I've been having a lot of product photography questions, so I thought I'd run a blog on a few basic tips. I'm going to try to do a quickly camera tips blog as well on different settings as well. If you have something specific you'd like to learn about, please e-mail me your questions and I will try to get to answering them here as well.
A few things that come in handy when I’m photographing product:
1. A light box with simple backgrounds. This keeps most reflections from around the room off your product. It also helps filter the light. You can build your own light box http://www.digital-photography-school.com/how-to-make-a-inexpensive-light-tent (which didn’t go well for me and I didn’t like the fact that it didn’t clean up nice and compact). You can also purchase many different types from most photography stores.
2. A tripod and a remote shutter release. This ensures a still camera and results in a non blurry photo. Most cameras can be mounted to a tripod, however, not all cameras are compatible with a remote. You can also. Try using the timer on the camera.
3. Bright lights. Try to get the most natural lighting possible. Some lights will give your object a bluish look, while others will throw more of a orangey-yellow look to your objects.
4. Photo editing programs. I use photoshop to touch up minor blemishes and get the coloring just right. There are many types of photo editing programs available for a small cost. I use Photoshop Elements which is a editing program that has more options than a lot of people will ever need. Picasa and Gimp are free downloads available online.
5. Focus...make sure you focus on your object, not on your other props!
6. TIME. Don’t rush yourself. Take the time to get things right!
Take pictures of your items at different angles. Stage your product with something that lends to it, not takes away.
Simple backgrounds are often best as your main focus is on the product itself.
I do tend to shoot in manual mode, rather than in Auto, giving me a lot more control over how my photo is going to turn out. This means adjusting your aperture, shutter speed, ISO, and sometimes even the white balance.
The biggest thing for me when I browse items online that I’m considering purchasing is the photos. If they aren’t clear and crisp or well lit, I will usually go on to the next shop. It may sound a bit bias, but how do you really know what the quality of the product is if the photo isn’t quality. If you don’t feel confident in producing quality photos, hire someone to do this for you that is experienced and has the equipment to do it.
Just a few questions I've had in the past year and a half...
Q: Is there an easy way to minimize the glare or hot spots from the ceramic glaze or glass?
A: Use a light box or white cloth to filter your light do you are not putting direct light on your objects.
Q: I have a problem with zooming in on jewelry and getting focused pictures. When I zoom, it gets out of focus. Any suggestions?
A: Use a tripod and try a manual focus. Also, you may be too close to zoom in depending on the camera equipment you are using.
Q: Is "white balance" affected by the MACRO setting?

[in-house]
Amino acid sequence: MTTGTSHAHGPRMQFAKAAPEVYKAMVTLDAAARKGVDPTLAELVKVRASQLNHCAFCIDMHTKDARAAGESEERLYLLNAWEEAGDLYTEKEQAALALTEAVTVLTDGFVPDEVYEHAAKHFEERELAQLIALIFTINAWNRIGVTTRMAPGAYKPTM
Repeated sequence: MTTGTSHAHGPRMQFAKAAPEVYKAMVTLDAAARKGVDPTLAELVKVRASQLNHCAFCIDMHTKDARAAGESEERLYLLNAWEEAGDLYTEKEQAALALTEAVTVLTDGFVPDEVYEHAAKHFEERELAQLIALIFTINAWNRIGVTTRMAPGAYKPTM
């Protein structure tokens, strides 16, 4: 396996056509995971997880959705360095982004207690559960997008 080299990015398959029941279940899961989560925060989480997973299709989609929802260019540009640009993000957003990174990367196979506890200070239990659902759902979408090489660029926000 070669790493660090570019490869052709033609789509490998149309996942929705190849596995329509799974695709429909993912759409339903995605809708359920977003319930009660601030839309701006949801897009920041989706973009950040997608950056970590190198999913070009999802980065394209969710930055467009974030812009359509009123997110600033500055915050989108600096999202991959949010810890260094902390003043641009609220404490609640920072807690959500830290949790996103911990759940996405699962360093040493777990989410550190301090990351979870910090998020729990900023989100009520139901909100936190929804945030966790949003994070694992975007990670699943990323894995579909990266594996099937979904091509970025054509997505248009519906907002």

A: White balance is taken into consideration no matter what setting you shoot in.
Q: I use a light box, my photo's seem to have a yellow hue to them and look a little flat. I do not use my flash and I set the macro setting. What am I doing wrong?
A: Use extra lighting, and again adjust the white balance!
Q: how do i make the jewelry sharp and crisp and the background blurry?
A: A higher aperture will take care of that. Also allows for a faster shutter speed depending on your lighting.
Q: How do I not get the dark backgrounds in photos?
A: I would recommend trying more lights to light up your background. Try using a large piece of paper or a flat sheet to keep the background looking smooth and flawless. A paper would probably reflect light the best.
Q: How to crop pics for thumbnails?
A: etsy recommends the photo to be a minimum of 570 pixels on widest side. Remember to keep your product somewhat centered to it shows on the thumbnails. For vertical photos, you may need to leave some white space on top and bottom so that your focal point shows on the thumbnail.
Q: Can you think of any reason why my photos have been turning out with a lot of blue tint lately? I use a manual white balance setting and is it possible for that to go wacko or something?
A: White balance. You can adjust according to your inside lights, sunny day, cloudy day, etc.
Here is an example of a photo shot in auto white balance versus manual set white balance.
REMEMBER that your customers can not pick up your product to view them as in a brick and mortar store. Your photos need to be a selling point! Quality photos equal sales!
Another option, for those that just don't like to use the camera, or would rather be creating that shooting is to send your product to a professsional photographer. I have worked with a few different types of products and have a waiting list for those that are interested in being notified when I have an opening for a new client. I will be opening a portfolio of my works for this in the near future for potential customers to view what I have already done for other customers.